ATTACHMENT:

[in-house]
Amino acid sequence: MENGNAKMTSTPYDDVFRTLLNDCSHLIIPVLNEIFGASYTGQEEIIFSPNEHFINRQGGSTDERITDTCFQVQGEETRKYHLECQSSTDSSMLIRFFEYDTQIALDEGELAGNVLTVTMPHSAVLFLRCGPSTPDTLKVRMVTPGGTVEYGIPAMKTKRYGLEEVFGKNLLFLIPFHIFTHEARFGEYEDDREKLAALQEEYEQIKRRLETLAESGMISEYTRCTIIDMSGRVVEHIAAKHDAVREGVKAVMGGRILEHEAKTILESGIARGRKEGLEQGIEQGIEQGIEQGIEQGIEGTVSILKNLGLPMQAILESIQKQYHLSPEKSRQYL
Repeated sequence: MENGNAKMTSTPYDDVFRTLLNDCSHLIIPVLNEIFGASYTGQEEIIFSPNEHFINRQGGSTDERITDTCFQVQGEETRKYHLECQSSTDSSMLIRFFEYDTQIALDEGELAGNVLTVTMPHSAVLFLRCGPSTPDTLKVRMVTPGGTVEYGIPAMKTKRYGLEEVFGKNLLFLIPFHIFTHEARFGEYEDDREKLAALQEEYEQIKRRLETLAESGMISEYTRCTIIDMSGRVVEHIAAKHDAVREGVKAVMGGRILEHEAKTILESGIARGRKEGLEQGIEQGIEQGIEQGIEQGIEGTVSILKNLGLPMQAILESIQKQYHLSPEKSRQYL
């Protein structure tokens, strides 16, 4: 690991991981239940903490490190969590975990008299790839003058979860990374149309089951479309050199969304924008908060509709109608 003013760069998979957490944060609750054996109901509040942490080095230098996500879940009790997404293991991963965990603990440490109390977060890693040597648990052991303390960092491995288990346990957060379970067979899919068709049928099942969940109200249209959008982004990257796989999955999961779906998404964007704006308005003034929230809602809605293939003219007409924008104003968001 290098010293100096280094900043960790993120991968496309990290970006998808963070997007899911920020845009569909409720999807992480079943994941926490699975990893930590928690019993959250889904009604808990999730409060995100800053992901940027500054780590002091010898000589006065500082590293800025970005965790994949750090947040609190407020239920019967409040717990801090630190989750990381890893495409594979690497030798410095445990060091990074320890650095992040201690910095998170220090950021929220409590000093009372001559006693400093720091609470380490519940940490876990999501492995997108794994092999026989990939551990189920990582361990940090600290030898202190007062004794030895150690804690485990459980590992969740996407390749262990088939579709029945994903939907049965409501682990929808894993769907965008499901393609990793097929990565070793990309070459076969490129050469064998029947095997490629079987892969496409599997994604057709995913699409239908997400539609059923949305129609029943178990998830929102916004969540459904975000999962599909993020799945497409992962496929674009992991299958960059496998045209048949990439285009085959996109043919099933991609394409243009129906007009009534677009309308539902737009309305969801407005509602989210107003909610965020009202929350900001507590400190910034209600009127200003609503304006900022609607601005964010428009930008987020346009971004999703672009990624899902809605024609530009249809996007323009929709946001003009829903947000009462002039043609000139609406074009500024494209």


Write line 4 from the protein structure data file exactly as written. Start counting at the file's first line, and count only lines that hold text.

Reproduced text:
């Protein structure tokens, strides 16, 4: 690991991981239940903490490190969590975990008299790839003058979860990374149309089951479309050199969304924008908060509709109608 003013760069998979957490944060609750054996109901509040942490080095230098996500879940009790997404293991991963965990603990440490109390977060890693040597648990052991303390960092491995288990346990957060379970067979899919068709049928099942969940109200249209959008982004990257796989999955999961779906998404964007704006308005003034929230809602809605293939003219007409924008104003968001 290098010293100096280094900043960790993120991968496309990290970006998808963070997007899911920020845009569909409720999807992480079943994941926490699975990893930590928690019993959250889904009604808990999730409060995100800053992901940027500054780590002091010898000589006065500082590293800025970005965790994949750090947040609190407020239920019967409040717990801090630190989750990381890893495409594979690497030798410095445990060091990074320890650095992040201690910095998170220090950021929220409590000093009372001559006693400093720091609470380490519940940490876990999501492995997108794994092999026989990939551990189920990582361990940090600290030898202190007062004794030895150690804690485990459980590992969740996407390749262990088939579709029945994903939907049965409501682990929808894993769907965008499901393609990793097929990565070793990309070459076969490129050469064998029947095997490629079987892969496409599997994604057709995913699409239908997400539609059923949305129609029943178990998830929102916004969540459904975000999962599909993020799945497409992962496929674009992991299958960059496998045209048949990439285009085959996109043919099933991609394409243009129906007009009534677009309308539902737009309305969801407005509602989210107003909610965020009202929350900001507590400190910034209600009127200003609503304006900022609607601005964010428009930008987020346009971004999703672009990624899902809605024609530009249809996007323009929709946001003009829903947000009462002039043609000139609406074009500024494209």